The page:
So you’ve done all the prep (if not, check out our PREP post here) - your surface is looking good, the sun is shining and you’re ready to paint. Let’s take a look at how to paint exterior wood, metal, masonry and more! Pop the lid, give your paint a good stir and let the transformation commence.
What do I need to paint exterior surfaces?
- Exterior Roller and Sleeve (for big projects) and the paint tray
- 1”, 2” and 3” paint brushes (for larger areas and the fiddly detail bits)
- Decorating tape (to cover detail)
- Your COAT paint and stirrer
- A banging playlist – check out our COAT tunes
How To Paint A Front Door
First thing’s first, make sure you’ve followed our prep advice depending on whether it’s a wooden door or composite. Once you’ve nailed this first step and you have a stable surface, any glazing taped and door furniture removed or covered then you’re good to start.
Beat the Joneses, with David Rose and Below Deck up on the doors
We’d recommend a 2” brush for the job and to kick off with any panels if you have them. Use a fair amount of paint and work with confident brushstrokes. Once the panels are filled you can then paint the rest of the door top to bottom, from one side to the other so you blend the edges as you go and finish with the outside edge. Get the brush into every nook and cranny and try to steer clear of where you’ve already painted as the drying process will already start.
Leave the first coat to dry, usually touch dry within an hour depending on the temperature, but ready for a re-coat after four. It’s really important that it’s properly dry before you add your next coat to ensure the paint sticks properly. Ideally you’ll leave the door open while it’s drying otherwise you may smudge the paint or your door will stick, so pick the right day to do the job! You can try folding up some cardboard to wedge underneath the door so it doesn’t move when it’s drying, just re-use some of the packaging the paint arrives in.
Wooden fences are usually rougher than doors, but COAT exterior paint works wonders.
Apply the same approach for the second coat, it will level, flatten and become more matt as it dries and hardens. If you’re happy with the finished result then remove the tape while the paint is still wet. If you’re able to, leave it overnight before putting any door furniture back on, or at least give it a chance to dry up. There is no need for a sealing top coat so it’s job done, that door should now look fresh, and you’ve just upped your kerb appeal.
How To Paint A Garage Door
If you’ve followed our prep advice on painting exterior metal then a garage door should be a breeze to paint. Make sure it’s slightly ajar and held in place so you can get to the edges, then with stepladder in tow, work from top to bottom in whichever direction your garage door panels flow, either horizontal or vertical strips.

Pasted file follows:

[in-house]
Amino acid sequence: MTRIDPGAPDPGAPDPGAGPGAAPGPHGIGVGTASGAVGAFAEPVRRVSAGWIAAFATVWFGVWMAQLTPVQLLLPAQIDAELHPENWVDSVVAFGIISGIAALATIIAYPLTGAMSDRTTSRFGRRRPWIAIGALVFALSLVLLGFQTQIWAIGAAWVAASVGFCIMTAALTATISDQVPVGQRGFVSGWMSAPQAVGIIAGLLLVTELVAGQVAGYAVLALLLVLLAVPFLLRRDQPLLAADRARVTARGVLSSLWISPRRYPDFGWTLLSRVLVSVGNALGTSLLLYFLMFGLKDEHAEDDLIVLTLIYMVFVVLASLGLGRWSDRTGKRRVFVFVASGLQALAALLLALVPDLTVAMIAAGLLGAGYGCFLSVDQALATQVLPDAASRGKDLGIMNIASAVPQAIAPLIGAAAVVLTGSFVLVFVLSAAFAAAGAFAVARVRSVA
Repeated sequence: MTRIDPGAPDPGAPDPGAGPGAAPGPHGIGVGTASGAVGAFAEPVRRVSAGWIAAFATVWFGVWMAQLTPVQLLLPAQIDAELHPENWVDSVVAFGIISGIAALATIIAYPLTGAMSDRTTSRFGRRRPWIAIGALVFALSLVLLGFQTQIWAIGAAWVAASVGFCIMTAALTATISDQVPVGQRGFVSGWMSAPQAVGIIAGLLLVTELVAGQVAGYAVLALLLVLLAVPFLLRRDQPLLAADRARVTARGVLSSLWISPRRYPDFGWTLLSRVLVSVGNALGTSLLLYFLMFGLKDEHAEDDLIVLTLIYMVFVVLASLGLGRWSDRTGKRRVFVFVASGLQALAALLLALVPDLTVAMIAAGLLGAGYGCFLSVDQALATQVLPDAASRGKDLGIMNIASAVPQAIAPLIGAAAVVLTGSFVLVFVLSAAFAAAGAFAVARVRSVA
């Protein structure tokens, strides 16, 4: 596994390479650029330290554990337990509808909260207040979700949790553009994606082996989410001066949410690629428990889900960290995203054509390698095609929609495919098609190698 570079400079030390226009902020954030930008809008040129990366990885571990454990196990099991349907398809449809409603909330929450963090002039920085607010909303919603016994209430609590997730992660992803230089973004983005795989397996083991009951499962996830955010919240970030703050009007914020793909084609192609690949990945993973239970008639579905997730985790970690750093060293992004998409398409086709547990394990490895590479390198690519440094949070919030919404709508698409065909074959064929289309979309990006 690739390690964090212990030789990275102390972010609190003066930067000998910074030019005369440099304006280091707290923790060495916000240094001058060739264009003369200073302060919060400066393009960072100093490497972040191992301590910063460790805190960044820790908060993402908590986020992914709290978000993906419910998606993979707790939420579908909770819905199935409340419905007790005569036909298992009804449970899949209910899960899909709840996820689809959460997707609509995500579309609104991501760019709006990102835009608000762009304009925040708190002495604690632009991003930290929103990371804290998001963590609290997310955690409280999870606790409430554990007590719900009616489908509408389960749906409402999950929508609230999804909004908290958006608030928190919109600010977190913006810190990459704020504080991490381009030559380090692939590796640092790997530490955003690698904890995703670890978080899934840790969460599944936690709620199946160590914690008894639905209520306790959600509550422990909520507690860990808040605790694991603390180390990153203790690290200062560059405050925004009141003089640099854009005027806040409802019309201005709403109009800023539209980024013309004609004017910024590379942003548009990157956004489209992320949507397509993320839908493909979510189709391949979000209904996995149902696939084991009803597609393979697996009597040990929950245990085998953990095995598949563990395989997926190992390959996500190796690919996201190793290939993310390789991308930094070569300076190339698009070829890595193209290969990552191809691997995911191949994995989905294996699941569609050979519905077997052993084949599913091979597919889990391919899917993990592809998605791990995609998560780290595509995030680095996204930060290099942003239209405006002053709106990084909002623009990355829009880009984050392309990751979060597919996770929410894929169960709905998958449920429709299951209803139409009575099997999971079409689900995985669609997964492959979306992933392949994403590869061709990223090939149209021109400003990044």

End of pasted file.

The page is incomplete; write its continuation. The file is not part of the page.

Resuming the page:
We dare you. Get the look with Ciao, Sofia exterior paint
Use a good amount of paint and confident brush strokes with a 2” or 3” brush, blending edges as you move across the door. Avoid heading back where you’ve been as it will already start to dry being outdoors. COAT Exterior Eggshell will flatten and matt down as it cures and hardens. After you’ve let the first coat dry (4 hours), finish up the second with the same technique, ending up at the outside edge. Let it fully dry before closing the door et voila your garage door transformation is complete.
How To Paint Masonry & Brickwork
Same deal as before, make sure your exterior walls are prepped properly according to our guidance. If this has been done then grab your 3” brush or masonry roller depending on how big your project is and get painting.
Our exterior paint for masonry is available in the full COAT palette. Nice.
Make sure you apply plenty of paint, working it in to the brickwork and watching for the different depths of surface so you don’t miss anything. If this is the first coating on the brick then it may act as a sealing coat depending on how porous the brick is.
Make sure you get into all the gaps and crannies when painting brickwork. Adulting, Dark Teal.
Work in a logical pattern, top to bottom, left to right, blending the edges and working with pace using a good amount of paint and confident application. Leave the first coat to dry, we recommend four hours, then apply the second coat in the same way to achieve a neat and uniform finish.
It’s that simple, you should have a rich off matt finish and a totally upgraded space.
What Else Can I Paint Outside?
The possibilities are endless. We’ve just given you a few painting tips for exterior doors and walls, but if you follow our prep advice for the surface you’re working with then there’s no stopping you. It’s really easy to paint sheds and fences, update furniture and planters, level up your pergola or give those railings a spruce. Try out our colours with a peel and stick swatch today and drop us a line if you need any support or advice on your next exterior project.
With all COAT colours at your fingertips, the garden never looked so good
How Best To Clean Up After Painting
As all COAT paints are water-based it’s super simple to clean up. Just wash your brushes or rollers in warm soapy water and let them dry naturally. Likewise if you have any drips or spillages, just wipe them up with a sponge and warm water before they start to dry and you won’t have an issues.
So that's that. If you made it this far, bravo - your Blue Peter badge is en route. So either crack on with that painting, or have a browse of COAT exterior paint colours here.